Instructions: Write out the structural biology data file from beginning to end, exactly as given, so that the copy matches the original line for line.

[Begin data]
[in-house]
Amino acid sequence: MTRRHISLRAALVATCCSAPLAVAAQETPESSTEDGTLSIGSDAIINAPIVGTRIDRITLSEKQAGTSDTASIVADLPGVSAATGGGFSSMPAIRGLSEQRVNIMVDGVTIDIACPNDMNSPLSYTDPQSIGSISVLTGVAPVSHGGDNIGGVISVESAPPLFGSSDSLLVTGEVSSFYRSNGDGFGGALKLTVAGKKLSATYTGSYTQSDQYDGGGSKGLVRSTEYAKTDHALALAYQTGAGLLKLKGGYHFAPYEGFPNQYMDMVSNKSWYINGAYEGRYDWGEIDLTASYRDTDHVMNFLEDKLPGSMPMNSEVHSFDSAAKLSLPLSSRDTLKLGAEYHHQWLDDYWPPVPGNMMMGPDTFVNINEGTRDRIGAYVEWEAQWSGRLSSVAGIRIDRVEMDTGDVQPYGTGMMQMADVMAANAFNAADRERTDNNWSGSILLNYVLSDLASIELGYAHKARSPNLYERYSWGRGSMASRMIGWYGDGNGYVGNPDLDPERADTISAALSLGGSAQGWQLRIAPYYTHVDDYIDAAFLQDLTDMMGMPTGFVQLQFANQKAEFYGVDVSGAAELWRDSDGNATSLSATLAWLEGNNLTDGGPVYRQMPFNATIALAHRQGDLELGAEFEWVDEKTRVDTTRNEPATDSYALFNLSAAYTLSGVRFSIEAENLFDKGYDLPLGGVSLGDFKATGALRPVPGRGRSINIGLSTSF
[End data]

[in-house]
Amino acid sequence: MTRRHISLRAALVATCCSAPLAVAAQETPESSTEDGTLSIGSDAIINAPIVGTRIDRITLSEKQAGTSDTASIVADLPGVSAATGGGFSSMPAIRGLSEQRVNIMVDGVTIDIACPNDMNSPLSYTDPQSIGSISVLTGVAPVSHGGDNIGGVISVESAPPLFGSSDSLLVTGEVSSFYRSNGDGFGGALKLTVAGKKLSATYTGSYTQSDQYDGGGSKGLVRSTEYAKTDHALALAYQTGAGLLKLKGGYHFAPYEGFPNQYMDMVSNKSWYINGAYEGRYDWGEIDLTASYRDTDHVMNFLEDKLPGSMPMNSEVHSFDSAAKLSLPLSSRDTLKLGAEYHHQWLDDYWPPVPGNMMMGPDTFVNINEGTRDRIGAYVEWEAQWSGRLSSVAGIRIDRVEMDTGDVQPYGTGMMQMADVMAANAFNAADRERTDNNWSGSILLNYVLSDLASIELGYAHKARSPNLYERYSWGRGSMASRMIGWYGDGNGYVGNPDLDPERADTISAALSLGGSAQGWQLRIAPYYTHVDDYIDAAFLQDLTDMMGMPTGFVQLQFANQKAEFYGVDVSGAAELWRDSDGNATSLSATLAWLEGNNLTDGGPVYRQMPFNATIALAHRQGDLELGAEFEWVDEKTRVDTTRNEPATDSYALFNLSAAYTLSGVRFSIEAENLFDKGYDLPLGGVSLGDFKATGALRPVPGRGRSINIGLSTSF